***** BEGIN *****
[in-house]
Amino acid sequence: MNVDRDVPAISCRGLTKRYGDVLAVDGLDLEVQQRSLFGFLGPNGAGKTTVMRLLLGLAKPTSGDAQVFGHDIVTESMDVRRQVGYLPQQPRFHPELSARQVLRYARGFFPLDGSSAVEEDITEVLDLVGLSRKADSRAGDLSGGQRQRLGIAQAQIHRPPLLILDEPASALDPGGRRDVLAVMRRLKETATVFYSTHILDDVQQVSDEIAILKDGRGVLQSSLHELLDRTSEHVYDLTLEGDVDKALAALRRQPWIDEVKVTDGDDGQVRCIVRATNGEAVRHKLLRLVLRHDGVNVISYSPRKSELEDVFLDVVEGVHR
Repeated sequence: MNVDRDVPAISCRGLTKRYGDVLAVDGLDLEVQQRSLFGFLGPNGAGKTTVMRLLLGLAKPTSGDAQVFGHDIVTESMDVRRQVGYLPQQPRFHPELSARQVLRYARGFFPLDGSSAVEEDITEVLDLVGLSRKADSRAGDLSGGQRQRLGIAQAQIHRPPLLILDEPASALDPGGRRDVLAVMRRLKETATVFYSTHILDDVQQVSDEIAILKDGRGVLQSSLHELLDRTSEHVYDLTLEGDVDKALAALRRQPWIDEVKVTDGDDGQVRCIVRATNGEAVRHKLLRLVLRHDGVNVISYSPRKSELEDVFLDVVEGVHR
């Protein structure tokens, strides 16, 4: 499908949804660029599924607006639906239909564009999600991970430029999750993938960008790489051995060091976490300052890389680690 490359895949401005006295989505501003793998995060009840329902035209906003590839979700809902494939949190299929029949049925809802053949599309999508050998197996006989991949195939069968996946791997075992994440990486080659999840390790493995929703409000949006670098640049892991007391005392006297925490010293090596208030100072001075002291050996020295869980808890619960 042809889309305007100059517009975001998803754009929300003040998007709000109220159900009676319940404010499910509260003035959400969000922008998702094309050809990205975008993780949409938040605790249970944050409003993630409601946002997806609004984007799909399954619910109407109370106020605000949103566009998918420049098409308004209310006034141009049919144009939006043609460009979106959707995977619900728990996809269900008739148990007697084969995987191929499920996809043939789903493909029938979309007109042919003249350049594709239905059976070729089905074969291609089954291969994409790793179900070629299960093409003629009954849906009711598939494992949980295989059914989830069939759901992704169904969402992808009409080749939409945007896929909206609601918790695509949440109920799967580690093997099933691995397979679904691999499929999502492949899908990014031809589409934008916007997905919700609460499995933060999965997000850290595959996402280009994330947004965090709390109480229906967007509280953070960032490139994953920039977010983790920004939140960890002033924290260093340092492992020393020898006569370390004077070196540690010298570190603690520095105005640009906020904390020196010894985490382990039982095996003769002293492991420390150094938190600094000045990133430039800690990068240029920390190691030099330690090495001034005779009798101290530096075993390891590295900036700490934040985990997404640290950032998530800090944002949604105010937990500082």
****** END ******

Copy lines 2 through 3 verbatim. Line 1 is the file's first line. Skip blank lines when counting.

Amino acid sequence: MNVDRDVPAISCRGLTKRYGDVLAVDGLDLEVQQRSLFGFLGPNGAGKTTVMRLLLGLAKPTSGDAQVFGHDIVTESMDVRRQVGYLPQQPRFHPELSARQVLRYARGFFPLDGSSAVEEDITEVLDLVGLSRKADSRAGDLSGGQRQRLGIAQAQIHRPPLLILDEPASALDPGGRRDVLAVMRRLKETATVFYSTHILDDVQQVSDEIAILKDGRGVLQSSLHELLDRTSEHVYDLTLEGDVDKALAALRRQPWIDEVKVTDGDDGQVRCIVRATNGEAVRHKLLRLVLRHDGVNVISYSPRKSELEDVFLDVVEGVHR
Repeated sequence: MNVDRDVPAISCRGLTKRYGDVLAVDGLDLEVQQRSLFGFLGPNGAGKTTVMRLLLGLAKPTSGDAQVFGHDIVTESMDVRRQVGYLPQQPRFHPELSARQVLRYARGFFPLDGSSAVEEDITEVLDLVGLSRKADSRAGDLSGGQRQRLGIAQAQIHRPPLLILDEPASALDPGGRRDVLAVMRRLKETATVFYSTHILDDVQQVSDEIAILKDGRGVLQSSLHELLDRTSEHVYDLTLEGDVDKALAALRRQPWIDEVKVTDGDDGQVRCIVRATNGEAVRHKLLRLVLRHDGVNVISYSPRKSELEDVFLDVVEGVHR